This might sound like an empty cliché, but digitisation has created a global economy. A recent report by leading management consultancy firm and global business analyst McKinsey & Co highlights the remarkable effect on world trade flows (of goods, services and finance) that the digital boom has created. Moreover, it shows the wealth of new digital marketing opportunities that lies ahead.
The report finds that global trade flows in 2012 represented 36% of global GDP, 1.5 times the proportion in 1990, and over the next 10 years could triple, fuelled by the increased participation of emerging world economies and the increased prevalence of digital technologies. It’s also no coincidence that these two factors are inherently interlinked.
Knowledge is a tradable commodity and social technologies are predicted to form an economy of their own. Indeed, social media’s as yet untapped market is reason enough to get excited. But let’s first take a peek at the digitised world in numbers.
The digital world in a snapshot
The digital world grows exponentially. Nearly 40% of the world’s population were connected to the internet in 2012, and two-thirds had a mobile phone (making the business case for responsive design all the more pertinent). In the next five years, the number of wireless devices online worldwide will double, and over the next decade global internet traffic will be eight times its current level.
Emerging markets and emerging players
Digitally-enabled services accounted for nearly two-thirds of the world’s services industries last year.
Meanwhile the world’s digital marketplace is rapidly climbing the ranks in its global influence.
All this has had a considerable effect in mobilising emerging economies.
While developed economies are on the whole more digitally connected, the effect of digitisation in boosting trade flows from the emerging markets is not only remarkable, but set to grow substantially, opening up considerable digital marketing opportunities.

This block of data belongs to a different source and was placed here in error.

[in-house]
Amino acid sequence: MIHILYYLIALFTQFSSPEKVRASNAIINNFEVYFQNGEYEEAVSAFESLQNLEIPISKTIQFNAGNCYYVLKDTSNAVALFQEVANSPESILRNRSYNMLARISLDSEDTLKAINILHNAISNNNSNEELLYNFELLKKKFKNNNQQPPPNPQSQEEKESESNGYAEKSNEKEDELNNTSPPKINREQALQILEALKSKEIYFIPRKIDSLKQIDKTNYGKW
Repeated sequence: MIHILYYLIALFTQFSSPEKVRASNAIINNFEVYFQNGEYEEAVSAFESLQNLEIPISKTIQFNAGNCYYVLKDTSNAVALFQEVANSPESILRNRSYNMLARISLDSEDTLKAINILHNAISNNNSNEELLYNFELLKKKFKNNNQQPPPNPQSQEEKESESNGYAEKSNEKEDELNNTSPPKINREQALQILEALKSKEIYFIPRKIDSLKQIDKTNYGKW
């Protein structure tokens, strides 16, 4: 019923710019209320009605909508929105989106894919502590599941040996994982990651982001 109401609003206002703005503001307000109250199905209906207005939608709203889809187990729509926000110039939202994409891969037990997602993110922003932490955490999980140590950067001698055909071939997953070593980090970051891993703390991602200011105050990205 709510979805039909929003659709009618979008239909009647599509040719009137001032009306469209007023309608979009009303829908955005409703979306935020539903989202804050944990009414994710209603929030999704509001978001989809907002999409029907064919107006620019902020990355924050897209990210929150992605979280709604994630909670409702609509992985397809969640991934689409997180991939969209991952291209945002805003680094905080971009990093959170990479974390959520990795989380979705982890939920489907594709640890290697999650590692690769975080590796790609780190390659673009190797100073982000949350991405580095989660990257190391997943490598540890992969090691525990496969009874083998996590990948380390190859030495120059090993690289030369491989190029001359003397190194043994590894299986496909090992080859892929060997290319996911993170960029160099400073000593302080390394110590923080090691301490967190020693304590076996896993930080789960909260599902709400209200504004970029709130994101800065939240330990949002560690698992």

Digital technology has made physical trade more widely accessible and manageable to more countries and indeed companies, no matter how small. Factors such as the lower cost of access, lowered costs in transport and production, and the potential for almost limitless social reach and engagement has given the small players a chance to emerge and rise up against the big names. The potential for cross-border trade that is made possible by digitisation is enormous. Consider that 90% of commercial eBay sellers export to other countries, while just 25% of traditional small businesses export. This statistic, for example, reveals much about our changing online habits and how quickly that picture has evolved:
Social media’s untapped market
Notably, the report predicts an enormous untapped market that can be unlocked by social technologies. The report estimates a value of £774 billion across four industries – consumer packaged goods, consumer financial services, professional services, and advanced manufacturing.
McKinsey’s report gives us a snapshot of how digitisation has completely transformed the way in which we trade and behave on an international level, and has shifted the hierarchy of power in numerous commercial ways. Moreover we see a striking landscape of digital opportunity ahead, and the need to use social media and content marketing’s capabilities to their fullest is of paramount importance to stay ahead of the game.
Source: McKinsey Global Institute report – Global flows in a digital age: How trade, finance, people, and data connect the world economy – April 2014